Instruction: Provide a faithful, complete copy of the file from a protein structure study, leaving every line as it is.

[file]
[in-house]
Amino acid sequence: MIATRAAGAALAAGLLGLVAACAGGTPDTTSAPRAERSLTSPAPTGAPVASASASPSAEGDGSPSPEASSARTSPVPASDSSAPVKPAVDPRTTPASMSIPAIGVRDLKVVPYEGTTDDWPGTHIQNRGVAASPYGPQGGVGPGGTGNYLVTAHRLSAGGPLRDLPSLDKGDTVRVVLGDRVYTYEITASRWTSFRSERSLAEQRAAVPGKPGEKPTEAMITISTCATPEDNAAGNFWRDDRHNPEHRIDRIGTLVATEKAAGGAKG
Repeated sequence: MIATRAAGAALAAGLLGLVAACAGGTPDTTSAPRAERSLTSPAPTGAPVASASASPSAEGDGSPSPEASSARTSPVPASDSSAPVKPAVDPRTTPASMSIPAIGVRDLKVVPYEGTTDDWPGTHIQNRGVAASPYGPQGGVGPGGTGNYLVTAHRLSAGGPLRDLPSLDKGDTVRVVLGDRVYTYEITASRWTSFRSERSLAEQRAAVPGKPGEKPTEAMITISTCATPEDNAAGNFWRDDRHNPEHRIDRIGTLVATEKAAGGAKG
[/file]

[in-house]
Amino acid sequence: MIATRAAGAALAAGLLGLVAACAGGTPDTTSAPRAERSLTSPAPTGAPVASASASPSAEGDGSPSPEASSARTSPVPASDSSAPVKPAVDPRTTPASMSIPAIGVRDLKVVPYEGTTDDWPGTHIQNRGVAASPYGPQGGVGPGGTGNYLVTAHRLSAGGPLRDLPSLDKGDTVRVVLGDRVYTYEITASRWTSFRSERSLAEQRAAVPGKPGEKPTEAMITISTCATPEDNAAGNFWRDDRHNPEHRIDRIGTLVATEKAAGGAKG
Repeated sequence: MIATRAAGAALAAGLLGLVAACAGGTPDTTSAPRAERSLTSPAPTGAPVASASASPSAEGDGSPSPEASSARTSPVPASDSSAPVKPAVDPRTTPASMSIPAIGVRDLKVVPYEGTTDDWPGTHIQNRGVAASPYGPQGGVGPGGTGNYLVTAHRLSAGGPLRDLPSLDKGDTVRVVLGDRVYTYEITASRWTSFRSERSLAEQRAAVPGKPGEKPTEAMITISTCATPEDNAAGNFWRDDRHNPEHRIDRIGTLVATEKAAGGAKG